e. Changed October 23: Cable TV property if connected by cable lines is considered contiguous is amended and replaced with: Underground or overhead cables do not create contiguity.
f. Cell Towers in the same ownership name and classed as either commercial or industrial sharing a common boundary are considered contiguous. NEW added October 23: Underground or overhead cables do not create contiguity.
g. Wind turbines that are taxed as buildings on leased land and all parcels are classed as commercial or all parcels are classed industrial and in the same ownership are considered a unit as long as the land upon which they sit is contiguous, regardless of the ownership of the land parcels. NEW Added October 23: The electrical grid is considered in the same context as Cable TV underground or overhead wire-line connections, and does not constitute sharing a common boundary.
A8. If the parcels are buildings on leased land what is their common boundary?
a. As long as the buildings on leased land parcels sit on land that shares a common boundary they are considered contiguous. The ownership of the land that the parcels sit on does not matter.
A9. If the parcels meet all of the taxation, classification, ownership and contiguous requirements, then determination of if the multiple parcels are operated by that "person" for a common use and purpose is the next consideration.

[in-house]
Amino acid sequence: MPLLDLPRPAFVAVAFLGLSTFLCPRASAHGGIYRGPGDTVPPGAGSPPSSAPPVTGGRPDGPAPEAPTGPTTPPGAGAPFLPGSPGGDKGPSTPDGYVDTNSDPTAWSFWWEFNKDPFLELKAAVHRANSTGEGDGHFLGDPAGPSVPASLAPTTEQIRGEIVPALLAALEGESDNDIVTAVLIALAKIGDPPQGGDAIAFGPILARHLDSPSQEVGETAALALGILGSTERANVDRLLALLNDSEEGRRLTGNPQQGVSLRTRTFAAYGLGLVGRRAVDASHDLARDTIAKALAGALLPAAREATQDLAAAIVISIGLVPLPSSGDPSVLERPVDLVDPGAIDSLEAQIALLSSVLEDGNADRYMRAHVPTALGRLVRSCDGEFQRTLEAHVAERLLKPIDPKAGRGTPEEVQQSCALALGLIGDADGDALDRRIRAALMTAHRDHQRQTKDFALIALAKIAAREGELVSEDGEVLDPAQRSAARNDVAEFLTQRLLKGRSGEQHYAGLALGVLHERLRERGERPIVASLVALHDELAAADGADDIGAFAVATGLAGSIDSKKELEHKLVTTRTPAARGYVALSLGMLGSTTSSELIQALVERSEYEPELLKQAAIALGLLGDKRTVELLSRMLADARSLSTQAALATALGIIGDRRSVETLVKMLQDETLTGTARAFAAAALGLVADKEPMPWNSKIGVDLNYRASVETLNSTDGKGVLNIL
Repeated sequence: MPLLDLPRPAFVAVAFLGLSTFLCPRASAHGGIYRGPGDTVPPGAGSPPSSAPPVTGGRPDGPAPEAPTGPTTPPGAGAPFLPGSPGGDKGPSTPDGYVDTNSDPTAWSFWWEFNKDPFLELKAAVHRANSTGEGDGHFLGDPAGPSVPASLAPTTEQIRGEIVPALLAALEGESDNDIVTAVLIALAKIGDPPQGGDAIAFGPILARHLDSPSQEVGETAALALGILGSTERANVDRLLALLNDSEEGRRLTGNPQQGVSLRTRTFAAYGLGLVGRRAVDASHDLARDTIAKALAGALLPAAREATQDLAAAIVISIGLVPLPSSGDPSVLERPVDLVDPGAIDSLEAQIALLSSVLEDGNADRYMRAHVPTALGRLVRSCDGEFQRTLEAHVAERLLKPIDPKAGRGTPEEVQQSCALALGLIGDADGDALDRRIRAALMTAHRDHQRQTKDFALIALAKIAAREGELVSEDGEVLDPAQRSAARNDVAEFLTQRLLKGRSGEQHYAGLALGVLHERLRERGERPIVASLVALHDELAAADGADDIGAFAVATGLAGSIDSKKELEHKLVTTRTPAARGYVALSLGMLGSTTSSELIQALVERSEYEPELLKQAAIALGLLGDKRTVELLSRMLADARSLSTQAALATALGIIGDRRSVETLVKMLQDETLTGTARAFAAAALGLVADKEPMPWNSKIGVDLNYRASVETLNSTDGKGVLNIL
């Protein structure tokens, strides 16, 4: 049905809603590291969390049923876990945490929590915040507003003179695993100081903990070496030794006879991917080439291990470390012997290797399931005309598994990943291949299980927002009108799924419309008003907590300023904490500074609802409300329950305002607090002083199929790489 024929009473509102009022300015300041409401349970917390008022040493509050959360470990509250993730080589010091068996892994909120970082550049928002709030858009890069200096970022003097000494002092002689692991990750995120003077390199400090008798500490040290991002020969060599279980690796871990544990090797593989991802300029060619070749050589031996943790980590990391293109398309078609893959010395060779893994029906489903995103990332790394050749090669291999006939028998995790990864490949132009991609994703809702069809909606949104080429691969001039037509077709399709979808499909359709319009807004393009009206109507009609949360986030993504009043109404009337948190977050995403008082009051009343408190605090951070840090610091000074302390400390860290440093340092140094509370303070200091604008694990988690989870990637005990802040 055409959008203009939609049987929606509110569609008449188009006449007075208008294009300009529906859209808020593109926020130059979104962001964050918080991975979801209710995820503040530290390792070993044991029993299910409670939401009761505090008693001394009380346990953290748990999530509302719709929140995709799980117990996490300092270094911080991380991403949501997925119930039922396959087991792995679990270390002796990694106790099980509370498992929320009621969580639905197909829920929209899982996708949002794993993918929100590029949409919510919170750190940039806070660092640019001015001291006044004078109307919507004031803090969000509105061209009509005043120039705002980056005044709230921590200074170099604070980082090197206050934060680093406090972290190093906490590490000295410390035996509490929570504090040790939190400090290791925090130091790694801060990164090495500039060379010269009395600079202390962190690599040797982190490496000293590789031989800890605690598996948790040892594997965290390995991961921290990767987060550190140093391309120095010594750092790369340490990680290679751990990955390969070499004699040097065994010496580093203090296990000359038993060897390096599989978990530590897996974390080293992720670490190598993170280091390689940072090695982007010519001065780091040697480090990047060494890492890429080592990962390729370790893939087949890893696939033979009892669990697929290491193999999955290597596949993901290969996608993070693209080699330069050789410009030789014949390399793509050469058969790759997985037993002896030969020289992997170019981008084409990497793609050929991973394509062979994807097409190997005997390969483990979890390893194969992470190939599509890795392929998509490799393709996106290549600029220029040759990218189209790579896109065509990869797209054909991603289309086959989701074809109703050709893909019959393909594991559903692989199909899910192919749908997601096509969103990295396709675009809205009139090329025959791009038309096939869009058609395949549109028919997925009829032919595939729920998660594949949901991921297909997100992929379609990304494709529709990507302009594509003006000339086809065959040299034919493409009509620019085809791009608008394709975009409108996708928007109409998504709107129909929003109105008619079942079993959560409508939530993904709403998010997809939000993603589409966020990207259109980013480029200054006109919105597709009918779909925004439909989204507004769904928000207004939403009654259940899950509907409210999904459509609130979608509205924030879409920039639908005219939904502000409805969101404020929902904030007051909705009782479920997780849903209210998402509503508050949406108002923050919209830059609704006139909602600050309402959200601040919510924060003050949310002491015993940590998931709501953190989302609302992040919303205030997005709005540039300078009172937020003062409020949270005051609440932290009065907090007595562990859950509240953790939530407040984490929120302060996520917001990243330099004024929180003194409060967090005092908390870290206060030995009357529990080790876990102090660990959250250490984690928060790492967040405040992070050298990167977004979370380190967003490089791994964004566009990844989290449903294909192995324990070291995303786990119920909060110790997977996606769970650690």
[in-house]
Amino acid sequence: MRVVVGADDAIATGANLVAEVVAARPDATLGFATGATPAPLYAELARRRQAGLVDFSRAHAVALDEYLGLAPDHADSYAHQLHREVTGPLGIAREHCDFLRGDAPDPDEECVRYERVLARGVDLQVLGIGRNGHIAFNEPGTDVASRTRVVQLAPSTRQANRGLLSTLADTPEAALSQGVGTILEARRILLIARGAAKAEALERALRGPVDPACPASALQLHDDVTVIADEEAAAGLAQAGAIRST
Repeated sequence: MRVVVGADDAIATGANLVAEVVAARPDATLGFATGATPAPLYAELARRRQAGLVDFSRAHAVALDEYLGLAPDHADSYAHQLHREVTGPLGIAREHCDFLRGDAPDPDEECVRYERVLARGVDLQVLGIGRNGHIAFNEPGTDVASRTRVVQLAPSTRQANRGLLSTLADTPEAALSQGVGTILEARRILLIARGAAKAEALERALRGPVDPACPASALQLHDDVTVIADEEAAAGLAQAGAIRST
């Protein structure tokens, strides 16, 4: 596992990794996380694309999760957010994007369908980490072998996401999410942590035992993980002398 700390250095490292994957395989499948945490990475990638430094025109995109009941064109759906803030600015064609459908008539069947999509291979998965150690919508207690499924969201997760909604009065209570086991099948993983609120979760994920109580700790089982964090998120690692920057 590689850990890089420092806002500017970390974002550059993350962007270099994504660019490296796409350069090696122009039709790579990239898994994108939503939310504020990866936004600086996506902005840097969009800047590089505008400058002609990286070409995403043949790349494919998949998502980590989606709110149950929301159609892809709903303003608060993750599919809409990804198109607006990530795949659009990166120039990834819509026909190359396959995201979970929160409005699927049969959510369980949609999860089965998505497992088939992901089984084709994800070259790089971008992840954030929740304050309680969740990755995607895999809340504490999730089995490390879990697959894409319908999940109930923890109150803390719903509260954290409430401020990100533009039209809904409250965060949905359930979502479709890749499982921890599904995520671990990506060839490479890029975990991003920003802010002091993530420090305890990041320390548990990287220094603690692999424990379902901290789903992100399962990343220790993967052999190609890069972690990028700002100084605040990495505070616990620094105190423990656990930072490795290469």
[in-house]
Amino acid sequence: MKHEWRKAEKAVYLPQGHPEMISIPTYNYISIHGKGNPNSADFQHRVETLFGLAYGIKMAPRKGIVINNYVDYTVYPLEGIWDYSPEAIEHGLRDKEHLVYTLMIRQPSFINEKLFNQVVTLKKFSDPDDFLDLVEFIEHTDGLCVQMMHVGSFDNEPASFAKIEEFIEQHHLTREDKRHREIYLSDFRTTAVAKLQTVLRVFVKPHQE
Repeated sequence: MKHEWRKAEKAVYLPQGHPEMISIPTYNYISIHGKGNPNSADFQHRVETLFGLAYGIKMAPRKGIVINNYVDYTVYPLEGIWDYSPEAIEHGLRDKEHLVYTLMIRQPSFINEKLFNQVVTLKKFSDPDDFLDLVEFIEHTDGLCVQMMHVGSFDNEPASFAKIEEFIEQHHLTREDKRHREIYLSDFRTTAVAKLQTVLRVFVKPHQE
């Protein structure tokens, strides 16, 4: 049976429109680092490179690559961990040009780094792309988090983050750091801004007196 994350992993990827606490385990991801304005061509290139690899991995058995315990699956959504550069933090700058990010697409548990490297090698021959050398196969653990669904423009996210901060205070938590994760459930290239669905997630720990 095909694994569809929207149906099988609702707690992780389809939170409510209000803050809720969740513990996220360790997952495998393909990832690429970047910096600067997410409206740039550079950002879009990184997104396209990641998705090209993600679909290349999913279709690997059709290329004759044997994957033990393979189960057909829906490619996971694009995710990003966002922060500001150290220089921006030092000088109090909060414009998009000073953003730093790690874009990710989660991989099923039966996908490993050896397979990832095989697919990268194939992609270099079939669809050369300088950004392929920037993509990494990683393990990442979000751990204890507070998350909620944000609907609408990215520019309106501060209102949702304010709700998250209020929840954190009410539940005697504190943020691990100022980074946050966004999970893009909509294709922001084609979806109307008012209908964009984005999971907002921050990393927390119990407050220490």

a. Owner occupied businesses that are similar in nature or type comprise a common use and purpose. As an example an owner occupied bicycle shop and a contiguous owner occupied bicycle repair shop would be considered a common use and purpose and therefore comprise one unit. If the owner occupied businesses were not similar in nature or type they would not be considered one unit. An example would be an owner occupied bicycle shop and a contiguous owner occupied restaurant.
b. Leased property comprises a landlord common use and purpose.
A10: Cable TV in one ownership, would they get a credit for each tower or would that be one credit since they are all connected through fiber optic cable or other?
Response: See the response to A7(e).
A11: Do nursing homes classified as commercial qualify for the credit?
Response: Nursing homes do not qualify for the business property tax credit because they are primarily used for human habitation as defined as a dwelling in 441.21 subsection 13e.
A12: In reading the Auditors Fall School presentation file, I saw slide 7 that says:
426C.1 & 426C.4 Business Property Tax Credit
Units must be contiguous
• Cable TV underground wires
• Cell Towers
• Wind Turbines
Are these examples of contiguous items that are considered one property unit? Or are they examples of land features that cannot be used to break up property units?